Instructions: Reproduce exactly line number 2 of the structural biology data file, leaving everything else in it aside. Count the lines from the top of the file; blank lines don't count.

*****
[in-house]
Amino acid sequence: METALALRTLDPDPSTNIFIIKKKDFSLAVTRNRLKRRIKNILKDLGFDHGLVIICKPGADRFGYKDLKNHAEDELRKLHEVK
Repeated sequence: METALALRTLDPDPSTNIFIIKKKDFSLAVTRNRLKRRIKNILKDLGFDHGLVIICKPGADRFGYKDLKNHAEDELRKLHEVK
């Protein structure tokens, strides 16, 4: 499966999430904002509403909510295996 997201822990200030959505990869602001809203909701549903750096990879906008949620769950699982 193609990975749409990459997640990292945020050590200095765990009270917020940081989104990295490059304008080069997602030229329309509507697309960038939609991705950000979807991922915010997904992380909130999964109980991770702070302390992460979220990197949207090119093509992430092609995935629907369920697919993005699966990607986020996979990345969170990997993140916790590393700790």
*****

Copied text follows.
Amino acid sequence: METALALRTLDPDPSTNIFIIKKKDFSLAVTRNRLKRRIKNILKDLGFDHGLVIICKPGADRFGYKDLKNHAEDELRKLHEVK